A cheerleader’s rallying cry: don’t ignore colon cancer symptoms

5609
A cheerleader’s rallying cry: don’t ignore colon cancer symptoms

When you’re diagnosed at 18 with a disease that’s associated with people over 50, how do you talk about your condition with your peers?

When you’re Hailey Duff, now nearly 20, you laugh it off and refer to yourself as a freak of nature.

An upbeat nursing student with a passion for cheerleading, Duff was diagnosed with colon cancer during finals week in her first year of college.

“What happened is that all during my junior and senior year of high school, I never felt good,” she says. “I felt super-constipated all the time, and was constantly nauseated, like my whole body was backed up.”

In hindsight, Duff says blood in her stool was the biggest sign, but “it was on and off and I didn’t worry about it.”

Eventually, it got to be too much to ignore. After an initial diagnosis of mild irritable bowel syndrome, a follow-up colonoscopy found a golf ball-sized tumor in the bend of Duff’s colon. Surgery was quickly scheduled.

“They took out half of my large intestine and all of the lymph nodes on my right side as a precaution,” says Duff. “Once they got the tumor out, they were like: ‘Surprise! It was full of cancer!’”

Fortunately, the cancer was caught at an early stage, and biopsies of her lymph nodes came back negative. It was determined that she would not require chemotherapy or radiation.

Now all that was left was the healing. Duff took that on with the determination and stamina of a competitive cheerleader.

“I think I have a really high tolerance for a lot of things, and I think that’s from an athlete’s perspective,” says Duff. “You develop mental toughness. In cheer, we flip around, crash and burn, and get up and do it again.”

“I’m used to physically being pushed. I know how to push myself and how not to break, and how to get through things. I think that played a big role in recovery and the surgery itself.”

Genetic links

Though still considered rare, colorectal cancers are on the rise for younger people, and have been since the 1990s.

“Most of the younger patients are being diagnosed when they present with symptoms like rectal bleeding, abdominal pain, weight loss and anemia,” says Elena Stoffel, M.D., assistant professor at the University of Michigan.

“People typically don’t think of colon cancer in young people because we’re so used to seeing it in older people.”

Family history is a big factor for those diagnosed at younger ages. Stoffel says that roughly 1 in 5 people under age 50 with colon cancer has a genetic predisposition to it.

The most common hereditary colon cancer condition is Lynch syndrome, which affects approximately 1 out of 300 Americans.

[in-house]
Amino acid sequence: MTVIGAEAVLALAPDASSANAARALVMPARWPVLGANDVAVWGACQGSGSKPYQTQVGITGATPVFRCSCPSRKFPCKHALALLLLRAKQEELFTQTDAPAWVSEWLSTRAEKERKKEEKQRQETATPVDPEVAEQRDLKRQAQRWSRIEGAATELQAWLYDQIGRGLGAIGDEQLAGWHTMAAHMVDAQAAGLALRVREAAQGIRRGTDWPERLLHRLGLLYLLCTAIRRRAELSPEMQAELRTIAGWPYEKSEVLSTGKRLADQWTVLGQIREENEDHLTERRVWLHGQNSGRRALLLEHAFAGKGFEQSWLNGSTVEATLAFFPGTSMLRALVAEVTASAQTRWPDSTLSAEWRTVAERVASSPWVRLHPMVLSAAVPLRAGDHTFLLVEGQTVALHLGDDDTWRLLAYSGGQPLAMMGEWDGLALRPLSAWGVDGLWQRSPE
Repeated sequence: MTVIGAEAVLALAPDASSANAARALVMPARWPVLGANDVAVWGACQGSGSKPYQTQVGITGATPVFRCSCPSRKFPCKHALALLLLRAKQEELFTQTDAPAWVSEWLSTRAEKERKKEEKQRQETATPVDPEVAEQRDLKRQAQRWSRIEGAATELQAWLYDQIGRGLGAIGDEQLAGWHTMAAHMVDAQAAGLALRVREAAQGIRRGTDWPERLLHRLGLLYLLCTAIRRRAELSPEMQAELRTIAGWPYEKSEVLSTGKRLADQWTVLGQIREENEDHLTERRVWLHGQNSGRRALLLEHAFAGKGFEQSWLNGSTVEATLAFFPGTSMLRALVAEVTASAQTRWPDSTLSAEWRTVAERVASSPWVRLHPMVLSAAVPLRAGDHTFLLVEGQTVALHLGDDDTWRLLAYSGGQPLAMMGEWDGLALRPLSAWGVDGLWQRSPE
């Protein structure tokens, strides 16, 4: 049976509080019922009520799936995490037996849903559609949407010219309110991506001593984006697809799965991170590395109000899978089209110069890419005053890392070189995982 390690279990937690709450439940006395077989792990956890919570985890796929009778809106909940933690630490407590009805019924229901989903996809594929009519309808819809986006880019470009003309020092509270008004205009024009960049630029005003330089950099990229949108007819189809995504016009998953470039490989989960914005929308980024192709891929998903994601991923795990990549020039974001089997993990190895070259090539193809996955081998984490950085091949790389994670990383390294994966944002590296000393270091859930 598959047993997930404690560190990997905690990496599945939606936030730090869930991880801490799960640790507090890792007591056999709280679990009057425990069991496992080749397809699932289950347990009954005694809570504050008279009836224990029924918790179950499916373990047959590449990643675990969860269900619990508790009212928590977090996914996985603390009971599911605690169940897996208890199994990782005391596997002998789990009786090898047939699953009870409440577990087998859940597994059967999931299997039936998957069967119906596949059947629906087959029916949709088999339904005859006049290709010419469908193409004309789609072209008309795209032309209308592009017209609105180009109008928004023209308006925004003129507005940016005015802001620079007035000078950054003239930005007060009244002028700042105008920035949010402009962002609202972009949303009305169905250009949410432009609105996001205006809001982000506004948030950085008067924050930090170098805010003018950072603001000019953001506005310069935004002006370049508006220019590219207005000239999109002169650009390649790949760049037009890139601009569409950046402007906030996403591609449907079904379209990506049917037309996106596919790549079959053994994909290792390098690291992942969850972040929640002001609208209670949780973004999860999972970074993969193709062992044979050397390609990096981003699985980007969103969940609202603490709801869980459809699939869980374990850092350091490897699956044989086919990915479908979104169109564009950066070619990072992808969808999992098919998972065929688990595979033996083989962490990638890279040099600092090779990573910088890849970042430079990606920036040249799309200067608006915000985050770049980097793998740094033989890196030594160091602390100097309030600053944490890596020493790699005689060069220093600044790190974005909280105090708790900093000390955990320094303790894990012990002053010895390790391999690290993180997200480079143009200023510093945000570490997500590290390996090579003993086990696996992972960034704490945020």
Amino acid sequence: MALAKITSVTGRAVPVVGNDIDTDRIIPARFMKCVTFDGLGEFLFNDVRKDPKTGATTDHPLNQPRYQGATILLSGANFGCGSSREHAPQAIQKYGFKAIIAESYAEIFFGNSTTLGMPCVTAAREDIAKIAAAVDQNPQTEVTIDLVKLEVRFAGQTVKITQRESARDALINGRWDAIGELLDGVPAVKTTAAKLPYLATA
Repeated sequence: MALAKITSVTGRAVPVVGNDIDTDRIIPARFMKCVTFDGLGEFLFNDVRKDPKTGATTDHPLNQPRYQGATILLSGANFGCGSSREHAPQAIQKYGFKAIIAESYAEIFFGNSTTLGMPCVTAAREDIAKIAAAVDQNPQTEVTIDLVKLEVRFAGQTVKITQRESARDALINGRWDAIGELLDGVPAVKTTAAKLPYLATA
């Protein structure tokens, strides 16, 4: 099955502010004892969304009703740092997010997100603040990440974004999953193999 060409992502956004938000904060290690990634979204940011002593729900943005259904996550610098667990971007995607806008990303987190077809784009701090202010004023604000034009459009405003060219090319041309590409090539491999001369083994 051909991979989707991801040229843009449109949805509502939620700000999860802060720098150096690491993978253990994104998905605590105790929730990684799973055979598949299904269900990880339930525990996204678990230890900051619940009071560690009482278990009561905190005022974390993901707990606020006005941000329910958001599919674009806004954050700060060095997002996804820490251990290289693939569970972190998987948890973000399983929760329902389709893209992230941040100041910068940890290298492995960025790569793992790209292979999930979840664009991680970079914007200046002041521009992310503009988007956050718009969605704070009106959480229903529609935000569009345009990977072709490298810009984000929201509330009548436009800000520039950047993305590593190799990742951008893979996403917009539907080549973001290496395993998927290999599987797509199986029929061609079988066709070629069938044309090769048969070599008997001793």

“After my surgery, my doctors told me that the fact that I had this was weird for my age,” says Duff. “There’s a lot of colon cancer on my dad’s side of the family, so they put us in contact with the Cancer Genetics Clinic at U-M. They said, ‘We think you have this disease called Lynch syndrome; that’s a genetic condition that makes it more likely for you to get cancer.’”

Duff’s test results showed that she did, indeed, have Lynch syndrome. The rest of her family was tested and is waiting for results.

Although the risk for colorectal cancer is high for patients with Lynch syndrome, early and frequent colonoscopy exams are effective at preventing colorectal cancers.

Life after cancer

Spend even a few minutes with Duff and you’ll see that nothing slows her down. Certainly not cancer. Less than two years after her diagnosis and surgery, she’s balancing jobs as a high school cheer coach and as a nanny along with her nursing studies.

But she’s also aware that her cancer — and her Lynch syndrome diagnosis — mean that life has changed for her.

“I’ll have colonoscopies every year for the rest of my life,” she says. “Then I will have to have mammograms and Paps every year once I turn 21. I will have to spend a lot of time at the GI doc because of my risk for more colon cancer — and now I have a high risk for stomach, cervical and vaginal cancer, too.

“It sucks, but I feel like if I didn’t know about this I would be so much worse off. The doctor appointments will be hard, but at least I know. At least I can take care of myself now. At least I won’t get slammed with a random cancer diagnosis. At least now I have a warning.”

Duff says that having cancer has helped put her life into perspective, but it didn’t force her to grow up any faster.

“To be honest, I am an extremely mature person,” she says. “I’m always the leader on teams, and I’m a mentor for my two younger sisters. This is how I have always been.”

Duff will get to apply those mentoring and leadership skills to her forthcoming nursing career.

And after the care she received during her cancer journey, Duff’s dream is to join the team at University of Michigan C.S. Mott Children’s Hospital when she completes her studies because “it’s the best of the best, and I want to work with children and babies!”

As a young colon cancer patient, Duff has advice for anyone experiencing any unexplained symptoms: Talk to your doctor.

“Don’t put it off,” she warns. “I ignored the symptoms for at least two years. My doctor said if I had waited even longer, I’d have been even sicker. Talk to your doctor if you’ve got problems. Tell them about your family history. Maybe you can prevent cancer, or detect it early.”

Follow Knowridge Science Report on Facebook and Twitter. 


News source: Michigan Health. The content is edited for length and style purposes.
Figure legend: This Knowridge.com image is credited to Leisa Thompson.